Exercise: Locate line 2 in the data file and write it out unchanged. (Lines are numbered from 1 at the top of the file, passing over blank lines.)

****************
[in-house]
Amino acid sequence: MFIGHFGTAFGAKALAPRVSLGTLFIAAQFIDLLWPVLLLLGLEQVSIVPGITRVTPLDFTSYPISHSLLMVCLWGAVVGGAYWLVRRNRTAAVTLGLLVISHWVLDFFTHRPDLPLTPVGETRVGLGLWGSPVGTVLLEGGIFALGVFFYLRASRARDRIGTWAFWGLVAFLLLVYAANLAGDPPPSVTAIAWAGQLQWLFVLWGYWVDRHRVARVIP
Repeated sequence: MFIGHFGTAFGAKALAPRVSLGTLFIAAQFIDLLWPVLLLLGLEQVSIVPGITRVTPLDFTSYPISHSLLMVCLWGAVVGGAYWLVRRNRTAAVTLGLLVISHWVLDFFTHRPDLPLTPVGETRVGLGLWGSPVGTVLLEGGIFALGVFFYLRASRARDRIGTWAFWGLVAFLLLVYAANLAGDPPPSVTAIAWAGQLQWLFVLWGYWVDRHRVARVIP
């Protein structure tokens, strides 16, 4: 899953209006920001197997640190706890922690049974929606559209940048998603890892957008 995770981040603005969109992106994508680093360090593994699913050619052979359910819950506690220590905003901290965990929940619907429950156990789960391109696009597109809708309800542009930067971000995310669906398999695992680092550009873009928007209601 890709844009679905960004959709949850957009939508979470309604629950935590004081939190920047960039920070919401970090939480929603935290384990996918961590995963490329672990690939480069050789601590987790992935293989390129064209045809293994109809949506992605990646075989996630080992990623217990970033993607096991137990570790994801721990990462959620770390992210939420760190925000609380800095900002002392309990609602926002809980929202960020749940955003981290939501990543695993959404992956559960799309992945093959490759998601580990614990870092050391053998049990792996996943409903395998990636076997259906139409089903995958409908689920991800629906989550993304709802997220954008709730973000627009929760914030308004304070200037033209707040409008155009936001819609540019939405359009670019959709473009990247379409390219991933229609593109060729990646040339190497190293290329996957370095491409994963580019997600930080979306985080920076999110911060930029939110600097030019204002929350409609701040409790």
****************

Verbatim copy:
Amino acid sequence: MFIGHFGTAFGAKALAPRVSLGTLFIAAQFIDLLWPVLLLLGLEQVSIVPGITRVTPLDFTSYPISHSLLMVCLWGAVVGGAYWLVRRNRTAAVTLGLLVISHWVLDFFTHRPDLPLTPVGETRVGLGLWGSPVGTVLLEGGIFALGVFFYLRASRARDRIGTWAFWGLVAFLLLVYAANLAGDPPPSVTAIAWAGQLQWLFVLWGYWVDRHRVARVIP